MADRID -- Something seemed wrong to the guard inspecting sealed bags of toxic ash in the port of Melilla, one of Spain’s two small territories in North Africa. So he pulled a knife, cut the bag open and found a motionless leg, confirming his suspicion that a person was inside.
He lifted and dropped the leg a few times, with no reaction. A few moments passed. Suddenly the leg pulled back, and a young man emerged from the ashes — frightened and disoriented, but alive.
The disturbing scene from a video released Monday by Spain’s Civil Guard highlighted the great lengths and risks that migrants and asylum seekers take in their desperate attempts to reach Europe.
The survivor was among 41 people found hiding amid cargo in Melilla’s port area on Friday, attempting to sneak aboard a ship that would take them across the Mediterranean Sea to mainland Spain.
Four of them were discovered buried in recycling containers beneath glass bottles, some broken with sharp edges.
Surrounded by Morocco, the tiny enclaves of Melilla and nearby Ceuta have been a target for many African migrants for years. But the two territories fall outside the Schengen area of free mobility across much of Europe, so many of them become trapped in their effort to reach European soil.
The port of Melilla, where trucks and containers begin a trip to Spain that can take up to seven hours, gives many a way to escape. Some try to enter the fenced area of the harbor by swimming there or by hiding underneath vehicles, jumping onto them when they slow down or stop at the gates of the port.
Others try to climb the perimeter fences and walls, sometimes falling and getting seriously injured.
With the help of search dogs and microphones to detect heartbeats, police often find people hiding amid the cargo, from containers to cement mixers. This year alone, the Civil Guard said it has identified 1,781 migrants trespassing in Melilla port’s security perimeter; last year, the number was 11,700.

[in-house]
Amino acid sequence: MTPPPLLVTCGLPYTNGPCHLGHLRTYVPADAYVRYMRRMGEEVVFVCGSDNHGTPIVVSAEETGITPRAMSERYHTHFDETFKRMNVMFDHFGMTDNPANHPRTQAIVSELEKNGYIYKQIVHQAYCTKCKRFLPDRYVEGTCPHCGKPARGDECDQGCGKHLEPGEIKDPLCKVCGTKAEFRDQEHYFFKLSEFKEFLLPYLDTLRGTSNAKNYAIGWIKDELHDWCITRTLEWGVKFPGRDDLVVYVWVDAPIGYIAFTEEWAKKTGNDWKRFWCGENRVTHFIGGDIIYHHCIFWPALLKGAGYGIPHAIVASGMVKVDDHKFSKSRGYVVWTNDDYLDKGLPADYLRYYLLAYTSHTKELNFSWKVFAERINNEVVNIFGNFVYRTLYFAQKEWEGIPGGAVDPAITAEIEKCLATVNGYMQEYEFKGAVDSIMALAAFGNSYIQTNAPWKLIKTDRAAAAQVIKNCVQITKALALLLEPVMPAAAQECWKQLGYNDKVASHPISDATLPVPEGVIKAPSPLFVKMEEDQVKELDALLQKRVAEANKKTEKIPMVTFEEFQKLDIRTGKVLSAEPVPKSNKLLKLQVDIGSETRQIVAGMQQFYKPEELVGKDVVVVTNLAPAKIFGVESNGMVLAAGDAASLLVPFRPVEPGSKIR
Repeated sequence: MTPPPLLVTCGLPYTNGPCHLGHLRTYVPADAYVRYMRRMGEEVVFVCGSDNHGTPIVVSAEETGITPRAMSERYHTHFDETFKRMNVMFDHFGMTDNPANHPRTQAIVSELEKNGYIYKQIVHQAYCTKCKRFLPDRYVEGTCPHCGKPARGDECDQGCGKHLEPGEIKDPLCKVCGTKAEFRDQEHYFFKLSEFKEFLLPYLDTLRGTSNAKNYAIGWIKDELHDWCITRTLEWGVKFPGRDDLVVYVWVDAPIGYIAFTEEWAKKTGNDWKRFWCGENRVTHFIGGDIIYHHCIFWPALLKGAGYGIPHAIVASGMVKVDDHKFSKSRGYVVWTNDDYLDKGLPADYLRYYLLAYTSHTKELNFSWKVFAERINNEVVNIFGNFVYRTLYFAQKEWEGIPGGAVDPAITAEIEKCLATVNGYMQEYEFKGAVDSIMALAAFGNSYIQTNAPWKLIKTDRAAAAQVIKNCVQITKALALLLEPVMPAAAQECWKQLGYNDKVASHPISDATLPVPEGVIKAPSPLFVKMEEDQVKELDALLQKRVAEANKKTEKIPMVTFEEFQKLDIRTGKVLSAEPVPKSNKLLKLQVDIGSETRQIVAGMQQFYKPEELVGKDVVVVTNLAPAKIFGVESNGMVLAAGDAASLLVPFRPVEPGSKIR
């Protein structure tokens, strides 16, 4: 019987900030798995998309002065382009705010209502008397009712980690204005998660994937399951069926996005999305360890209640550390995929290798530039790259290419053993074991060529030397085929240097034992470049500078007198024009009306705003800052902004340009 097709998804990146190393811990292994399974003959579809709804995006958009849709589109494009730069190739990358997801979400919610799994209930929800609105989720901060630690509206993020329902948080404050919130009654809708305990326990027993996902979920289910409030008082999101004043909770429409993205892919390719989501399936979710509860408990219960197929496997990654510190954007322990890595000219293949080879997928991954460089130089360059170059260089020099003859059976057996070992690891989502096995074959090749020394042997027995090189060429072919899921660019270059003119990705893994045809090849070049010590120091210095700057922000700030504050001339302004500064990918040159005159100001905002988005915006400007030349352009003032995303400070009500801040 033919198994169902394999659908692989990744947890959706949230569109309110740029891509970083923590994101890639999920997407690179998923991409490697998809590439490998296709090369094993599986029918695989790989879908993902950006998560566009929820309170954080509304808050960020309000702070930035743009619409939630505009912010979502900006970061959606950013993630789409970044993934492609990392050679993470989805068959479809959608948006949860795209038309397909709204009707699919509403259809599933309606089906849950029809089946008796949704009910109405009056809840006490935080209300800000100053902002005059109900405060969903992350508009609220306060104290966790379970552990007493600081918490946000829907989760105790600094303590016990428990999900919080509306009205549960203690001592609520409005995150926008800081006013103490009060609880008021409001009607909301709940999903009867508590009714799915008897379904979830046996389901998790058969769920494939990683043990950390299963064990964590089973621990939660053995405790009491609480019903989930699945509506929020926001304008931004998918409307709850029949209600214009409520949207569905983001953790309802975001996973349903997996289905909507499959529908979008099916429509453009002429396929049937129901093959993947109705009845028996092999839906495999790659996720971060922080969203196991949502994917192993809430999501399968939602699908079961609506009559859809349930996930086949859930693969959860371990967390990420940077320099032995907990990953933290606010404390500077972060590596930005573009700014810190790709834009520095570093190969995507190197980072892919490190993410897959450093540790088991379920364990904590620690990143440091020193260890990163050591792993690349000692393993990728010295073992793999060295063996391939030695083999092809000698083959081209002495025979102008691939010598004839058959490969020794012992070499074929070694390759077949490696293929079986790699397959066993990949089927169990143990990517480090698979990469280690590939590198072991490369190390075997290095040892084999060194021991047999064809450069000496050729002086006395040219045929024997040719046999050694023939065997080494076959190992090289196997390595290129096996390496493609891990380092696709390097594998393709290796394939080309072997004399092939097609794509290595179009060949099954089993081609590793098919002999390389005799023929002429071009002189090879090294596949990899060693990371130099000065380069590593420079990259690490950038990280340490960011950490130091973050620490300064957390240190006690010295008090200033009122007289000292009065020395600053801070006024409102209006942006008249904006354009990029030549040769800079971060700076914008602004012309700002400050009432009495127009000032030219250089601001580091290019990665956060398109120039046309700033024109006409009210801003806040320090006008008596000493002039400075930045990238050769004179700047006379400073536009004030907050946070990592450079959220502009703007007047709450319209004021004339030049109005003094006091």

Still, discoveries like those last week are unsettling for the most experienced officers.
“We’ll never get used to it,” said Juan Antonio Martín, a spokesman with the Civil Guard in Melilla.
Because the border between Spain’s North African territories and Morocco has been closed since the pandemic began in March, it is more difficult for migrants to slip in. According to Spain’s Interior Ministry, nearly 1,500 people crossed illegally into Melilla last year, down from more than 5,800 in 2019.
But those who tried to leave Melilla last week were already in the enclave, Martín said. They were unable to take the passenger ferries or the flights to reach the mainland, either because they didn’t have travel documents or because they entered Spain illegally in the first place.
Their nationality was not released, but the spokesperson said most were of Moroccan origin.
While Morocco’s closure of the land border with Ceuta and Melilla came on the heels of years of stepping up border security, which had already led to a big drop in illegal crossings, Spain’s Canary Islands in the Atlantic Ocean have emerged as the main landing point for people fleeing North and West Africa to Europe.
Last year, some 23,000 people reached the archipelago, most of them plucked from the waters by Spain’s Maritime Rescue Service, and more than 500 died or disappeared in the attempt.
And there, too, rescuers sometimes faced the unthinkable. In December, Spain’s El País newspaper reported how a 14-year-old from Nigeria spent two weeks clinging to an oil tanker’s rudder before he was found by a patrol boat near the port of Las Palmas, Gran Canaria island.
Brito reported from Barcelona, Spain.